Cisco's Chambers Gets More Options
This week, there was no question where Cisco Systems Inc. (Nasdaq: CSCO) CEO John Chambers stands on the stock options debate. He was granted options to buy 2 million more shares of Cisco stock at an exercise price of $18.51 a share, according to a filing the company made with the Securities and Exchange Commission (SEC).
In contrast, Microsoft Corp. (Nasdaq: MSFT) a week ago said it would stop offering employee stock options and would instead give them stock grants, in addition to expensing the options already given out. The decision will likely lead to an after-tax charge that will cut Microsoft's fiscal fourth-quarter earnings per share by about 25 percent, according to the company’s guidance.
In Microsoft's case, even though the company's earnings will take it on the chin from what they could have been, its employees might end up happier under its plan. The employees won't have to worry about their options becoming worthless -- they'll make money no matter what, with directly issued restricted stock.
Of course, the tech industry as a whole isn't exactly lining up to pat Microsoft on the back. "You couldn't compete in Silicon Valley without stock options," Cypress Semiconductor Corp. (NYSE: CY) CEO T.J. Rodgers told CNBC on Thursday. "Microsoft lives in Redmond what's-his-name, and they can do it because they own the town. We don't. We live in the Silicon Valley economy."
That brings us to John Chambers. Stock options are about the only way Chambers, who has drawn a $1 salary and no bonus since April 2001, is paid these days. A spokesperson for Cisco confirms that he has 39.4 million options, 27.7 million of which are vested. Chambers holds about 2,047,199 Cisco shares now, which would bring him a pretax kitty of around $36.4 million if sold at yesterday's closing price of $17.76.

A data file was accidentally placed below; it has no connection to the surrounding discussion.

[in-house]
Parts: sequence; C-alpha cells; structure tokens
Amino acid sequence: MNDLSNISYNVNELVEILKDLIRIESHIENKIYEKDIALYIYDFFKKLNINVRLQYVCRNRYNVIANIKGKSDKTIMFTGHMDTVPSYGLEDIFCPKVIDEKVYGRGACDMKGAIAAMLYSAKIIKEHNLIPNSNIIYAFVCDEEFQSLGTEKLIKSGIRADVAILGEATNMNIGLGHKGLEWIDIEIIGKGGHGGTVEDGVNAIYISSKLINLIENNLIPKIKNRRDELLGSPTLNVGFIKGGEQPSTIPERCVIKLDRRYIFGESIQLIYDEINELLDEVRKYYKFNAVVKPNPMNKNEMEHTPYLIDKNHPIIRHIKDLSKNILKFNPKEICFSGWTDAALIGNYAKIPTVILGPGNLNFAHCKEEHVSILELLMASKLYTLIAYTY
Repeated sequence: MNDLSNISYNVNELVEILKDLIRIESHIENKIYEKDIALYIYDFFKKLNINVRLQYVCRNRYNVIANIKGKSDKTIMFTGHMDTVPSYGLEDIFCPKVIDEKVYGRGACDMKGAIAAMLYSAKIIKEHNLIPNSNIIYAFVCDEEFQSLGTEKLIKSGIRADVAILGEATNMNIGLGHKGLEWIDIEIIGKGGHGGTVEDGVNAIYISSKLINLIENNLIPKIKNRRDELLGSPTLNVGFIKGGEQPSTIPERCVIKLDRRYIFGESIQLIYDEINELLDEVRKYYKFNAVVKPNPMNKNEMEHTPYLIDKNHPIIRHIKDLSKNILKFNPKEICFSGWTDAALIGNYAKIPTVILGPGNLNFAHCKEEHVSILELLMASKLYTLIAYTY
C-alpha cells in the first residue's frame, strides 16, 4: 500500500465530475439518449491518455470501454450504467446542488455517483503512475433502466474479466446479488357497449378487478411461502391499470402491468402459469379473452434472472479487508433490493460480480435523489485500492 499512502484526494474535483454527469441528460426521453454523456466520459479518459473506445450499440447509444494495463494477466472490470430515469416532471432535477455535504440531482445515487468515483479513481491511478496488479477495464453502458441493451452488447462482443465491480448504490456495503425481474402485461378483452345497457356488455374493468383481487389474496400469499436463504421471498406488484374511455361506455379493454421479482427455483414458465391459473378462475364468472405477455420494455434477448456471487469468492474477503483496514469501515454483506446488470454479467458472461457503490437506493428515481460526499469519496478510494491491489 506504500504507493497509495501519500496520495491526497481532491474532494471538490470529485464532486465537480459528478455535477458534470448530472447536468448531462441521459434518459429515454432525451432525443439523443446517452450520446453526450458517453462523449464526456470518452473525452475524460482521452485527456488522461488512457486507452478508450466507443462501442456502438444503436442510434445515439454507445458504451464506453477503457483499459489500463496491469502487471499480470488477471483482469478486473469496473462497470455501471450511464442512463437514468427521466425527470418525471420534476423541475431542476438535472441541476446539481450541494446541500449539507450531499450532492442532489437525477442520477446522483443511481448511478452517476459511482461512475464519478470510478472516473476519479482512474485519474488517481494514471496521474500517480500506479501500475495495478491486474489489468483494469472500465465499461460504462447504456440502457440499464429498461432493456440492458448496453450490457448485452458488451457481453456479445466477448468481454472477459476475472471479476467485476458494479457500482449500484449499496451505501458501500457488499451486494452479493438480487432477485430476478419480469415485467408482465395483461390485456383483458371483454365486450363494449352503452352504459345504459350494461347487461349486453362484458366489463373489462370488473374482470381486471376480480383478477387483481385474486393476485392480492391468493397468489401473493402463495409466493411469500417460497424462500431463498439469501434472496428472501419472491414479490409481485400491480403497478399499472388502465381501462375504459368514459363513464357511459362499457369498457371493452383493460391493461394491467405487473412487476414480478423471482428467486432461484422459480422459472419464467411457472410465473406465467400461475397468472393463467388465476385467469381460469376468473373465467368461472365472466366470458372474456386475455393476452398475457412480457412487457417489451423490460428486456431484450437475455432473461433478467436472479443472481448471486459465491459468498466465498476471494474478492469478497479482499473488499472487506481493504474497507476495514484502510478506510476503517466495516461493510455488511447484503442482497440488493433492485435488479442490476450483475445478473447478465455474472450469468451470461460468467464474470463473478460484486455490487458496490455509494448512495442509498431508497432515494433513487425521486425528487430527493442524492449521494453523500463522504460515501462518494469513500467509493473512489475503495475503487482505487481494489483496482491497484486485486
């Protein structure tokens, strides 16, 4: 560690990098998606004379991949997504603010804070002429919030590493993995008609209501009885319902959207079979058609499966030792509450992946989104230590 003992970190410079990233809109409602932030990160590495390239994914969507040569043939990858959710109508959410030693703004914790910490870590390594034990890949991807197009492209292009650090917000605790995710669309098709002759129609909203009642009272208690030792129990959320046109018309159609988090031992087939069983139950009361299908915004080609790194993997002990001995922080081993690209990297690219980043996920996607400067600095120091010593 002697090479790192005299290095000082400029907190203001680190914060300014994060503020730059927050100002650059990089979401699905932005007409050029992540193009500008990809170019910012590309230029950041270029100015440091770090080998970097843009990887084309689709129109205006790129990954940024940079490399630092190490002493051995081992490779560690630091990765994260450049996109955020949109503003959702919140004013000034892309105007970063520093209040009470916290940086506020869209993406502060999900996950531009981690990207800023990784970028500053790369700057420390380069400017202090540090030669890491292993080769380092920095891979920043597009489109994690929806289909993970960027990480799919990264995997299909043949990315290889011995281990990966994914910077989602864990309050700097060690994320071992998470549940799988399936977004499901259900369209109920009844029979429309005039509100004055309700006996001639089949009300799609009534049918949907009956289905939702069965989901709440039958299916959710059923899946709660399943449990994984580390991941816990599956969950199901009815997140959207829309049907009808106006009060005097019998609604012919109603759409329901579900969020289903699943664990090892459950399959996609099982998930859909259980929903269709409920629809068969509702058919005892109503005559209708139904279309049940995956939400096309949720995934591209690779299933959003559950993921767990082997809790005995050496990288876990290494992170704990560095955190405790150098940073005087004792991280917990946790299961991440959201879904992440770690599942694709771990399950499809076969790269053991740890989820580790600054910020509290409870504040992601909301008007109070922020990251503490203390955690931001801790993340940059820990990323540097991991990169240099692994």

Not surprisingly, Chambers has been one of the most vocal opponents of moves by the Financial Accounting Standards Board (FASB) to require companies to count stock options -- a way of rewarding and, in Chambers' case, paying, employees -- as an ordinary business expense. His rationale is that if stock options were expensed, it would drag on corporate earnings and companies would stop doing it. That burdensome expense to companies would cause them to find cheaper labor in other countries, at least more so than they're already doing (see Chambers Attacks Accounting Plans).
Those in favor of accounting reform say that stock options can understate what it really costs to pay an executive and, in extreme cases, might motivate companies to do wacky things to keep their stock price high.
What's the difference? Had Cisco expensed its stock options during the nine months that ended April 26, its net income would have been $1.6 billion instead of about $2.6 billion, according to one of the company's SEC filings.
— Phil Harvey, Senior Editor, Light Reading